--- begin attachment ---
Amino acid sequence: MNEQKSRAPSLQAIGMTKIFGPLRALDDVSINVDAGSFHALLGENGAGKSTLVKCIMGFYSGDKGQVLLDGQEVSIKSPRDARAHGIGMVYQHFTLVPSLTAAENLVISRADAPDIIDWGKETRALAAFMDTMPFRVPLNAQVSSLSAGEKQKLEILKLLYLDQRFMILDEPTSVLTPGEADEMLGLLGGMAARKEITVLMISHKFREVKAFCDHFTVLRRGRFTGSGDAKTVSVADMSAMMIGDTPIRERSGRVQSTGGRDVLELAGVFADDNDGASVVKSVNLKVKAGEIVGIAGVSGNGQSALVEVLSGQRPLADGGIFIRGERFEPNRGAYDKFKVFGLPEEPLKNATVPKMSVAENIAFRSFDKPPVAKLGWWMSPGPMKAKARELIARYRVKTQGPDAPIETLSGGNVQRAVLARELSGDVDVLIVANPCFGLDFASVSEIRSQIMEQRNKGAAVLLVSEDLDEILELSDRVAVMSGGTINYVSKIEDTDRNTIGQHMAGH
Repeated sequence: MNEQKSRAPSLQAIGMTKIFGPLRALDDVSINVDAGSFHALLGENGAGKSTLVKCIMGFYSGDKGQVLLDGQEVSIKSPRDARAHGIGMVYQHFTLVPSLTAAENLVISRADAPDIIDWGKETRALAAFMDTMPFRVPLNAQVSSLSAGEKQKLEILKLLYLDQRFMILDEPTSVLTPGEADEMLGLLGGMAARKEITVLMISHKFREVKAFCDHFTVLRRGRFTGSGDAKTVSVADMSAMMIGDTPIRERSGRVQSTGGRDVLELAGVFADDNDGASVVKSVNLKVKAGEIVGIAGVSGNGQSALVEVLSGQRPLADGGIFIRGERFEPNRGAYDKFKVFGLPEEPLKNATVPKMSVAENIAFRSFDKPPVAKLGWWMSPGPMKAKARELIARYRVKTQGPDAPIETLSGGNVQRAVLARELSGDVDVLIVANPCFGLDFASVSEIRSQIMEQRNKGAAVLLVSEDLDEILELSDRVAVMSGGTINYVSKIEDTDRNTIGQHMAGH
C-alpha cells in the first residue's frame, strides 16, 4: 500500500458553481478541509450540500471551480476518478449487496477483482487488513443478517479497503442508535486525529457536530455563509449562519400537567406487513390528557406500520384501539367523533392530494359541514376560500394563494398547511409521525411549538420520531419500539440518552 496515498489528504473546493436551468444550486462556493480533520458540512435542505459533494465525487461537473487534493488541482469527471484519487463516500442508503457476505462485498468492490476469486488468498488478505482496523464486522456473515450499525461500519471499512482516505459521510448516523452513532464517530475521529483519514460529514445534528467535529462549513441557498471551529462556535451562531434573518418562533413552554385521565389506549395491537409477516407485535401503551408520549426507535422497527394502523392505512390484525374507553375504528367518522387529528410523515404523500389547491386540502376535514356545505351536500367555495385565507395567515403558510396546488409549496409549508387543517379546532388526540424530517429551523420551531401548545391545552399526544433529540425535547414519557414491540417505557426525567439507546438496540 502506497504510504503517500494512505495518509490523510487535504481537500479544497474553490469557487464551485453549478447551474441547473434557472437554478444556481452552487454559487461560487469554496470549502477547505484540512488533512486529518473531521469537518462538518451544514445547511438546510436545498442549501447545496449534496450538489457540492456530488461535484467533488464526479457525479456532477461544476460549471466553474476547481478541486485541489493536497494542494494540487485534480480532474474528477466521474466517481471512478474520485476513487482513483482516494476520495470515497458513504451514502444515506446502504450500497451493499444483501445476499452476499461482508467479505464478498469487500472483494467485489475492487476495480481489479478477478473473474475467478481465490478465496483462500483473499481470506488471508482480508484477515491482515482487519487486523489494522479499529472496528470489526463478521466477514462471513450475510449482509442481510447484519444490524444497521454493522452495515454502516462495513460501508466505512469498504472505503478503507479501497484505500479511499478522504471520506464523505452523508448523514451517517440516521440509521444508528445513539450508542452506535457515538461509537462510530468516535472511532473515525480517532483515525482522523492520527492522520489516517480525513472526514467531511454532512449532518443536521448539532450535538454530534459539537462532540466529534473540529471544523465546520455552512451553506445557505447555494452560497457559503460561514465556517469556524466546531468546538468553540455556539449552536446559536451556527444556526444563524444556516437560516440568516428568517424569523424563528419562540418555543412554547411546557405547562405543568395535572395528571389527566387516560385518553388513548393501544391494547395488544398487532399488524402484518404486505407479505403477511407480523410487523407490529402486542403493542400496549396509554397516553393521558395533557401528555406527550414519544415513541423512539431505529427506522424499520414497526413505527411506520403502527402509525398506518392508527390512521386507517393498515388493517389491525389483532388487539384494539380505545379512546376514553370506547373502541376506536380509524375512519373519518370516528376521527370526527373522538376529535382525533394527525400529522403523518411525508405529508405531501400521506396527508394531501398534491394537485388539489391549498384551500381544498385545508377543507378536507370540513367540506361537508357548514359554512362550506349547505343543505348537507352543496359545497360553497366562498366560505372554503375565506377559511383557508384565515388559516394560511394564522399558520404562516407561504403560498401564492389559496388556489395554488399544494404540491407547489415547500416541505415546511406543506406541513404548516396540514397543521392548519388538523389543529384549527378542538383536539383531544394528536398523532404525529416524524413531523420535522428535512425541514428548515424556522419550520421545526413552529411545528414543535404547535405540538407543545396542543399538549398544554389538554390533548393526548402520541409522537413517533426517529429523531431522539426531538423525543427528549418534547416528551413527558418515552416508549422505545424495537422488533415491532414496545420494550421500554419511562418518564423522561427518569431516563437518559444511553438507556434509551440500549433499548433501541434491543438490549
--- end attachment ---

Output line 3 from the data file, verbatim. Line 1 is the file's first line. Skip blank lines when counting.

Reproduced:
C-alpha cells in the first residue's frame, strides 16, 4: 500500500458553481478541509450540500471551480476518478449487496477483482487488513443478517479497503442508535486525529457536530455563509449562519400537567406487513390528557406500520384501539367523533392530494359541514376560500394563494398547511409521525411549538420520531419500539440518552 496515498489528504473546493436551468444550486462556493480533520458540512435542505459533494465525487461537473487534493488541482469527471484519487463516500442508503457476505462485498468492490476469486488468498488478505482496523464486522456473515450499525461500519471499512482516505459521510448516523452513532464517530475521529483519514460529514445534528467535529462549513441557498471551529462556535451562531434573518418562533413552554385521565389506549395491537409477516407485535401503551408520549426507535422497527394502523392505512390484525374507553375504528367518522387529528410523515404523500389547491386540502376535514356545505351536500367555495385565507395567515403558510396546488409549496409549508387543517379546532388526540424530517429551523420551531401548545391545552399526544433529540425535547414519557414491540417505557426525567439507546438496540 502506497504510504503517500494512505495518509490523510487535504481537500479544497474553490469557487464551485453549478447551474441547473434557472437554478444556481452552487454559487461560487469554496470549502477547505484540512488533512486529518473531521469537518462538518451544514445547511438546510436545498442549501447545496449534496450538489457540492456530488461535484467533488464526479457525479456532477461544476460549471466553474476547481478541486485541489493536497494542494494540487485534480480532474474528477466521474466517481471512478474520485476513487482513483482516494476520495470515497458513504451514502444515506446502504450500497451493499444483501445476499452476499461482508467479505464478498469487500472483494467485489475492487476495480481489479478477478473473474475467478481465490478465496483462500483473499481470506488471508482480508484477515491482515482487519487486523489494522479499529472496528470489526463478521466477514462471513450475510449482509442481510447484519444490524444497521454493522452495515454502516462495513460501508466505512469498504472505503478503507479501497484505500479511499478522504471520506464523505452523508448523514451517517440516521440509521444508528445513539450508542452506535457515538461509537462510530468516535472511532473515525480517532483515525482522523492520527492522520489516517480525513472526514467531511454532512449532518443536521448539532450535538454530534459539537462532540466529534473540529471544523465546520455552512451553506445557505447555494452560497457559503460561514465556517469556524466546531468546538468553540455556539449552536446559536451556527444556526444563524444556516437560516440568516428568517424569523424563528419562540418555543412554547411546557405547562405543568395535572395528571389527566387516560385518553388513548393501544391494547395488544398487532399488524402484518404486505407479505403477511407480523410487523407490529402486542403493542400496549396509554397516553393521558395533557401528555406527550414519544415513541423512539431505529427506522424499520414497526413505527411506520403502527402509525398506518392508527390512521386507517393498515388493517389491525389483532388487539384494539380505545379512546376514553370506547373502541376506536380509524375512519373519518370516528376521527370526527373522538376529535382525533394527525400529522403523518411525508405529508405531501400521506396527508394531501398534491394537485388539489391549498384551500381544498385545508377543507378536507370540513367540506361537508357548514359554512362550506349547505343543505348537507352543496359545497360553497366562498366560505372554503375565506377559511383557508384565515388559516394560511394564522399558520404562516407561504403560498401564492389559496388556489395554488399544494404540491407547489415547500416541505415546511406543506406541513404548516396540514397543521392548519388538523389543529384549527378542538383536539383531544394528536398523532404525529416524524413531523420535522428535512425541514428548515424556522419550520421545526413552529411545528414543535404547535405540538407543545396542543399538549398544554389538554390533548393526548402520541409522537413517533426517529429523531431522539426531538423525543427528549418534547416528551413527558418515552416508549422505545424495537422488533415491532414496545420494550421500554419511562418518564423522561427518569431516563437518559444511553438507556434509551440500549433499548433501541434491543438490549